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Tuesday, June 18, 2024
The Observer

Beginning Logic class offers unique approach to math


The "Beginning Logic" math class meets in Hayes-Healy Hall.

Every Monday, Wednesday and Friday from 11:30am to 12:30 p.m., students gather in Hayes-Healy Hall for “Beginning Logic,” a math class where you’re more likely to find proofs of language on the chalkboard than you are to find problems with numbers. 

David Meretzky, a fifth-year graduate student studying logic in the mathematics department, is in his first semester teaching the course. 

“Writing proofs is something that mathematicians do in their day-to-day and it’s a powerful way of working and thinking,” Meretzky said. “It’s good for your mind and it will make you a more rigorous thinker.” 

Students are graded based on three midterm exams, a final and homework. According to the syllabus, the course covers propositional logic, proofs and rules of inference, truth tables, soundness and completeness and predicate logic. Each professor or graduate student who teaches Beginning Logic has some flexibility in the topics they choose to emphasize, and more advanced topics are introduced when time permits. 

“A heavy emphasis of the class as it is set up right now is translating natural language or human language arguments into these formal languages, and then doing a kind of formal analysis of the argument and having that kind of give you information about the original argument,” Meretzky said.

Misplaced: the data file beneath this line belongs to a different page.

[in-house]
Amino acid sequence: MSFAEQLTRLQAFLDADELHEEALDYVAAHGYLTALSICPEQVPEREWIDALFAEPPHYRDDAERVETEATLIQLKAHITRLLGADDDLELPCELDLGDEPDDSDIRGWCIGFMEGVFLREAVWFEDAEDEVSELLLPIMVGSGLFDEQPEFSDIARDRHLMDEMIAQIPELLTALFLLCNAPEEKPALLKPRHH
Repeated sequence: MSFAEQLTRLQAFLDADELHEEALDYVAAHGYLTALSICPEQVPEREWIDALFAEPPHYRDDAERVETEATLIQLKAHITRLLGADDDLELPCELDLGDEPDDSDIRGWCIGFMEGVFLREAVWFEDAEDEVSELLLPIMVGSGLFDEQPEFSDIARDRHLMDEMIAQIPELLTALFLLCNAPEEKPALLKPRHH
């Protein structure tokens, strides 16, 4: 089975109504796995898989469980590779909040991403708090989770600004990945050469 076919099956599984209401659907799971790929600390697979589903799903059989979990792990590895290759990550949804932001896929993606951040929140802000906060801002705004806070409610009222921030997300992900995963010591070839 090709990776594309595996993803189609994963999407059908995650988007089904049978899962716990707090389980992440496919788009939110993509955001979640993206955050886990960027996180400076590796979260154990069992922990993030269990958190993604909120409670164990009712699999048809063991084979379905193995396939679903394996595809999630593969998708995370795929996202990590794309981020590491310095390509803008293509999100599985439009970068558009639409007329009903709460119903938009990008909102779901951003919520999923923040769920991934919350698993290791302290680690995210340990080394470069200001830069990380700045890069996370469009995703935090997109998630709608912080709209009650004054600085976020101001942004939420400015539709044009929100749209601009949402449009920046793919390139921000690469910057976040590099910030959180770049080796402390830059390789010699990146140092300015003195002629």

This semester, students analyzed passages from “Much Ado about Nothing” and Marc Antony's “Friends, Romans, Countrymen” speech in “Julius Caesar.”

Beginning Logic fulfills the “quantitative reasoning” requirement in the College of Arts and Letters. According to Hannah Thurow, a junior majoring in the Program of Liberal Studies and global affairs, the class is more than just an opportunity to fulfill a requirement.

“It’s a great course for people who have the intentions of going to law school … It's great prep work for the logic portion of the LSAT and it really helps you prepare in that aspect for law,” Thurow emphasized. 

Thurow took Beginning Logic in the first semester of her freshman year and has been a tutor and grader for the past three years. Her favorite part of taking the class was learning to think more outside the box.

“It teaches you a new way of thinking in terms of mathematics, which I really enjoyed,” she said. 

According to Thurow, students who take Beginning Logic come from a wide variety of majors within the College of Arts and Letters and Business. She enjoys working with students in the course to help them understand complicated problems and prepare for the LSAT. 

Ben Rohr, a freshman with a major in Film, Television and Theater, said he decided to take Beginning Logic after his brother, a junior, had a good experience in the class as a freshman. He would recommend the class for people who don’t want to take calculus-based math. 

“I’ve heard that this class helps with LSAT problems and the truth tables,” said Angela Moreno, a first year student majoring in political science who wants to go to law school. So far, she has had a good experience in the course. 

Jack Thomas, a freshman majoring in the program of liberal studies, said he thinks Beginning Logic “connects a lot to other subjects, such as philosophy and computer science.” He said that it’s most similar to a geometry class “because it’s very proof based on sort of your abstract thinking.” 

After taking the course, students can choose to continue on to Intermediate Logic.

“This class has connections to deeper parts of mathematical logic and this is a nice introduction to those as well,” Meretzky said. “Notre Dame is currently and historically a strong school for mathematical logic … so this is a really good place to study logic and the faculty here are very good.”